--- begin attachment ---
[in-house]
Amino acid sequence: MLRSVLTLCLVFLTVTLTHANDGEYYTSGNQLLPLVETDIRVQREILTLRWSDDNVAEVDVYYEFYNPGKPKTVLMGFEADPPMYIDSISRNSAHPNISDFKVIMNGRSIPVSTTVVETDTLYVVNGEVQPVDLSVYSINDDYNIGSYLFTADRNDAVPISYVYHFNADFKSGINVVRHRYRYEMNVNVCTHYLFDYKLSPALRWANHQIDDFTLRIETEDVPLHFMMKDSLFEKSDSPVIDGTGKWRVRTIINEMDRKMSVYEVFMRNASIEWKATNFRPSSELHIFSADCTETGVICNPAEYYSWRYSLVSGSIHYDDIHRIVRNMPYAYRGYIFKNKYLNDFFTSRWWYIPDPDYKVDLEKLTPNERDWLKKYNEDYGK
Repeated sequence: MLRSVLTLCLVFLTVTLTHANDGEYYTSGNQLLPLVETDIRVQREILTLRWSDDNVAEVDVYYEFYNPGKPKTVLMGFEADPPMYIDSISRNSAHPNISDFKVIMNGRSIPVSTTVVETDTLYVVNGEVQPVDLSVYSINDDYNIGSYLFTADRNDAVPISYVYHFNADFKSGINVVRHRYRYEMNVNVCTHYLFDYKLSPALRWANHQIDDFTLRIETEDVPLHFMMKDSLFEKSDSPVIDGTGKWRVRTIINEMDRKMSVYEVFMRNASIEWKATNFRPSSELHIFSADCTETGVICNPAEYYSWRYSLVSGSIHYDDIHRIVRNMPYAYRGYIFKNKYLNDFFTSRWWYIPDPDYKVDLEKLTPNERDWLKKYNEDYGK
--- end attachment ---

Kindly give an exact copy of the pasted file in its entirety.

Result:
[in-house]
Amino acid sequence: MLRSVLTLCLVFLTVTLTHANDGEYYTSGNQLLPLVETDIRVQREILTLRWSDDNVAEVDVYYEFYNPGKPKTVLMGFEADPPMYIDSISRNSAHPNISDFKVIMNGRSIPVSTTVVETDTLYVVNGEVQPVDLSVYSINDDYNIGSYLFTADRNDAVPISYVYHFNADFKSGINVVRHRYRYEMNVNVCTHYLFDYKLSPALRWANHQIDDFTLRIETEDVPLHFMMKDSLFEKSDSPVIDGTGKWRVRTIINEMDRKMSVYEVFMRNASIEWKATNFRPSSELHIFSADCTETGVICNPAEYYSWRYSLVSGSIHYDDIHRIVRNMPYAYRGYIFKNKYLNDFFTSRWWYIPDPDYKVDLEKLTPNERDWLKKYNEDYGK
Repeated sequence: MLRSVLTLCLVFLTVTLTHANDGEYYTSGNQLLPLVETDIRVQREILTLRWSDDNVAEVDVYYEFYNPGKPKTVLMGFEADPPMYIDSISRNSAHPNISDFKVIMNGRSIPVSTTVVETDTLYVVNGEVQPVDLSVYSINDDYNIGSYLFTADRNDAVPISYVYHFNADFKSGINVVRHRYRYEMNVNVCTHYLFDYKLSPALRWANHQIDDFTLRIETEDVPLHFMMKDSLFEKSDSPVIDGTGKWRVRTIINEMDRKMSVYEVFMRNASIEWKATNFRPSSELHIFSADCTETGVICNPAEYYSWRYSLVSGSIHYDDIHRIVRNMPYAYRGYIFKNKYLNDFFTSRWWYIPDPDYKVDLEKLTPNERDWLKKYNEDYGK